The player can view a text-based map of the current quadrant by issuing the short-range scan command. Stars, Klingon ships, starbases, and the Enterprise itself are shown as text-based figures in a square grid; the Enterprise, for example, is represented with -E-. The player can also use the long-range scan to print out a map of the quadrants lying directly around the Enterprise, with a list of the number of stars, Klingons, and starbases in each quadrant. The player moves between and within quadrants with the warp drive.[1][2]

Klingon ships can be attacked with either phasers or photon torpedoes. Phasers do not have to be aimed, but their power and therefore damage amount falls off with distance, and the player must select how much power to put into each shot. Torpedoes do not suffer this drop in power and will destroy a Klingon ship with a single hit, but have to be aimed using polar coordinates.[1][2] Later versions of the game expanded on this combat system by adding features such as Klingon ships moving after each shot if not destroyed, enemy attacks damaging systems such as scanners or shields, stars absorbing torpedoes that hit them, and a calculator to help in determining the proper angle to fire the torpedoes.[2][3] Combat is turn-based, and Klingon ships will fire back at the player in their turn.[2]

Movement, combat, and shields all drain the energy supply of the Enterprise, which can be restored by flying to a starbase.[2] In some versions of the game, there are additional options for emergency situations, such as calling for help from a starbase, using the experimental Death Ray, loading raw dilithium crystals into the warp drive, or abandoning ship. Movement commands take up time depending on how far the player is moving.[3] The game ends when the Enterprise is destroyed, all Klingons are destroyed, or the time limit runs out. A score in the form of a ranking is presented at the end of the game based on energy usage, damage taken and inflicted, and any remaining time.[1][2]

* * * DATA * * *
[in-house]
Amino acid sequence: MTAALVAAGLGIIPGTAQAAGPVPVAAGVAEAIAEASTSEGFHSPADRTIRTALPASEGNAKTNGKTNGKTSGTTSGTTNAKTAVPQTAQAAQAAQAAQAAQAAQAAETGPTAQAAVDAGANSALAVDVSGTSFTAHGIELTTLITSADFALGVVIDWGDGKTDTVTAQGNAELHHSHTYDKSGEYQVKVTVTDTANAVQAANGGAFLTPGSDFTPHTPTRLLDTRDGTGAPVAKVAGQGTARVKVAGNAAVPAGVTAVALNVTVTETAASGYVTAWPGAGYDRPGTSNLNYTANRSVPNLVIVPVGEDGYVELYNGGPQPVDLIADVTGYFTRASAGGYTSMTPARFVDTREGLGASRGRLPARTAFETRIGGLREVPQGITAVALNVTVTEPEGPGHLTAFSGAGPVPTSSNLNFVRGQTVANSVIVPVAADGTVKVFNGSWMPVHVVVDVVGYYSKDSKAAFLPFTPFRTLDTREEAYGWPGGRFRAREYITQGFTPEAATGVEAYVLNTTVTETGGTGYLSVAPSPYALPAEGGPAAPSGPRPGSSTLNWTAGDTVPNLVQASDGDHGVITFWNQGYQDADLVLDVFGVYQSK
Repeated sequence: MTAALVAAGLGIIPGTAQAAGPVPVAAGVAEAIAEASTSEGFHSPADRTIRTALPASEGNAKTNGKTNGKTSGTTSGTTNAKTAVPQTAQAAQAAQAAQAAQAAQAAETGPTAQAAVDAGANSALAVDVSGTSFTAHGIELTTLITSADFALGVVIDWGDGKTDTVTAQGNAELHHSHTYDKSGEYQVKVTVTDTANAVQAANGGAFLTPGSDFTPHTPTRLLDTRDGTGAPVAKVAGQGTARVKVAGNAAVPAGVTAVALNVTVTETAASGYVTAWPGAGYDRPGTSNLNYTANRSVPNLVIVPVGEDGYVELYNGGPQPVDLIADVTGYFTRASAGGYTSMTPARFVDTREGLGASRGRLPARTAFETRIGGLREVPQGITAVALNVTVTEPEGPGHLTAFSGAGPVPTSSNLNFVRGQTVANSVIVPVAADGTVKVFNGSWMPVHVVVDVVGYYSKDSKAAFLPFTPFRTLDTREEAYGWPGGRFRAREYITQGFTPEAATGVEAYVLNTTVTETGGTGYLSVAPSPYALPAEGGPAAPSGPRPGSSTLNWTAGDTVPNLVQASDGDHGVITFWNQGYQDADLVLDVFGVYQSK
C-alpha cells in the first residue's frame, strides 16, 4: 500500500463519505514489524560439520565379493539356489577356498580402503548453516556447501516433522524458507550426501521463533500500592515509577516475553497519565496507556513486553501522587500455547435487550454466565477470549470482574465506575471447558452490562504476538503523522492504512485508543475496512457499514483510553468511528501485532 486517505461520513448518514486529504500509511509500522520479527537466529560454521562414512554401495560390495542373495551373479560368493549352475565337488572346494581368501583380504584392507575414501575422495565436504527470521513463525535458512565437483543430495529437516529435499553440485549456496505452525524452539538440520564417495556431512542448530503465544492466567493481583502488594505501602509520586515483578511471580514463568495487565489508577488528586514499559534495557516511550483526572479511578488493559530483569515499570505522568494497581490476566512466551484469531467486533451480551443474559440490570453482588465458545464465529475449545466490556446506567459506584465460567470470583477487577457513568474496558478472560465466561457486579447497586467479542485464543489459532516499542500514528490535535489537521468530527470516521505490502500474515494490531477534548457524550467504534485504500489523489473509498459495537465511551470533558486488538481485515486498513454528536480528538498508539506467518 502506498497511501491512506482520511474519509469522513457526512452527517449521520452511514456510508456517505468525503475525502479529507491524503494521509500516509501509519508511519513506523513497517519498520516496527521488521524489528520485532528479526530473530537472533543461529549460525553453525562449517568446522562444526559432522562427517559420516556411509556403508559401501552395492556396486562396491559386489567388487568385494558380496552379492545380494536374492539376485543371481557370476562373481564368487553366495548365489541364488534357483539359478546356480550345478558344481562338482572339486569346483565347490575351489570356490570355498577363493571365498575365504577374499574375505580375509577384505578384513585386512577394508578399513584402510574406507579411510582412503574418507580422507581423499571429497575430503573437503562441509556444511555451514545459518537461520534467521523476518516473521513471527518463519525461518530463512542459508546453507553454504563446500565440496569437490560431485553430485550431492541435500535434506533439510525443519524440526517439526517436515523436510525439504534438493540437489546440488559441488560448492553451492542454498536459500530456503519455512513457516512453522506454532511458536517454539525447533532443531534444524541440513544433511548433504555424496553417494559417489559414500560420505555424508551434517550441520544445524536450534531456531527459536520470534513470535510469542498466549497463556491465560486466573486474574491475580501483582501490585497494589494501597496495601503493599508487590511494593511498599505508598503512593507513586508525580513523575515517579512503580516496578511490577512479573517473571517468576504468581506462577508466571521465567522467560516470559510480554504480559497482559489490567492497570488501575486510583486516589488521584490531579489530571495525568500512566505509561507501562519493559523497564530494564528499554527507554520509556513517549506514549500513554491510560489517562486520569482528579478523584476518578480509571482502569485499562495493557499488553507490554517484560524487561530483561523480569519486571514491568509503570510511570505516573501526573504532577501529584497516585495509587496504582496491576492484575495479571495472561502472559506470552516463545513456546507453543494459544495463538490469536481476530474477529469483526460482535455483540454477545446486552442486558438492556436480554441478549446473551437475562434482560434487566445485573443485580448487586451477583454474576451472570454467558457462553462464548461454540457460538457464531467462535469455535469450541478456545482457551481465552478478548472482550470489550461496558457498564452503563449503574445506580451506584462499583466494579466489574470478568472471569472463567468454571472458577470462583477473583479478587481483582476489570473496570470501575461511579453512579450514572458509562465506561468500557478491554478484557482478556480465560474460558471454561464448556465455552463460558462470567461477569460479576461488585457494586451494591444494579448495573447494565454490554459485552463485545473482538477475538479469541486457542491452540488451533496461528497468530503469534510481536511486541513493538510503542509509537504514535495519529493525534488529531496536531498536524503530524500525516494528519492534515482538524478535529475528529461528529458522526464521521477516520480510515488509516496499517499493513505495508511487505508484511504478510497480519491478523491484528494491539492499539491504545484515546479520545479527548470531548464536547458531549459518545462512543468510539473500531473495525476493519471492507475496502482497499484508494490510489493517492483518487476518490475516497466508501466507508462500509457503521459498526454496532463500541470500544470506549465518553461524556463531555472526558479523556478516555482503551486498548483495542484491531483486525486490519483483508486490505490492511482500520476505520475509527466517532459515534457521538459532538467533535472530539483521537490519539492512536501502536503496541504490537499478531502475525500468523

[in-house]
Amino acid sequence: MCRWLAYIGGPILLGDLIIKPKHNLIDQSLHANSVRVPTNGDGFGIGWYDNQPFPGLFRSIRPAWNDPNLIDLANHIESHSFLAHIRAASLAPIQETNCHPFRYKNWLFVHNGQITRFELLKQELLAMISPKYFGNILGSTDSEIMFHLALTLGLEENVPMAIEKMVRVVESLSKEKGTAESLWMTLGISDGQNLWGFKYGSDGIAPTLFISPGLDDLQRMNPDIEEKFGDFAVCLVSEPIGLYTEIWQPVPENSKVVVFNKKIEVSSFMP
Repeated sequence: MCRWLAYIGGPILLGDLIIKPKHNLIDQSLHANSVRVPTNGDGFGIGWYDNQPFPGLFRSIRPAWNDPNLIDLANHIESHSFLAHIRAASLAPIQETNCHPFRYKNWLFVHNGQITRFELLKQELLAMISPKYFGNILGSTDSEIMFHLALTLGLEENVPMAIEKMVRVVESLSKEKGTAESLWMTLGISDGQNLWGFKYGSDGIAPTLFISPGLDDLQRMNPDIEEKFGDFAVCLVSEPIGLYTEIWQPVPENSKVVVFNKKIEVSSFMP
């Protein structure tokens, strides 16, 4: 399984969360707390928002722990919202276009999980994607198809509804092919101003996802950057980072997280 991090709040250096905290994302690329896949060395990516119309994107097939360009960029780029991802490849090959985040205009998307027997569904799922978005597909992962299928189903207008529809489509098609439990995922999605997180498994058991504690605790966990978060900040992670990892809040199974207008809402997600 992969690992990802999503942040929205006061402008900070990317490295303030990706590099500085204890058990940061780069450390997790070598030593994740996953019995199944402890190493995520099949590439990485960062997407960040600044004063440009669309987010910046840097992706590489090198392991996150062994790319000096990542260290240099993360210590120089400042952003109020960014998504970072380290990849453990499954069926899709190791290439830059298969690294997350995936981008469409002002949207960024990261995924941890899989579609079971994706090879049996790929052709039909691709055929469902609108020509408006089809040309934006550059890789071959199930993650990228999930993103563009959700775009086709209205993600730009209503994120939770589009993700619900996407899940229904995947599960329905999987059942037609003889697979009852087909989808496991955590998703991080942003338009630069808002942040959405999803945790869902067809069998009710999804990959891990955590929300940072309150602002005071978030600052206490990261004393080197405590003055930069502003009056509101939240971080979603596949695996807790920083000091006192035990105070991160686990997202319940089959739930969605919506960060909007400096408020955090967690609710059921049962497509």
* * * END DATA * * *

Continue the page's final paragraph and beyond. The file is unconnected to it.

Star Trek[edit]

ASR-33 teleprinter computer terminal

In 1971, Mike Mayfield, then in his final year of high school, frequented a computer lab at the University of California, Irvine while teaching himself how to program. The lab operated both a SDS Sigma 7 and a DEC PDP-10 mainframe computer. The PDP-10 hosted a copy of Spacewar!, a multiplayer space combat video game developed in 1962 in the early history of video games. Mayfield had gained illicit access to the Sigma 7 at the lab and wanted to create his own version of the game for the system. Spacewar! required a vector graphics display, however, and the Sigma 7 only had access to a non-graphical Teletype Model 33 ASR teleprinter.[4]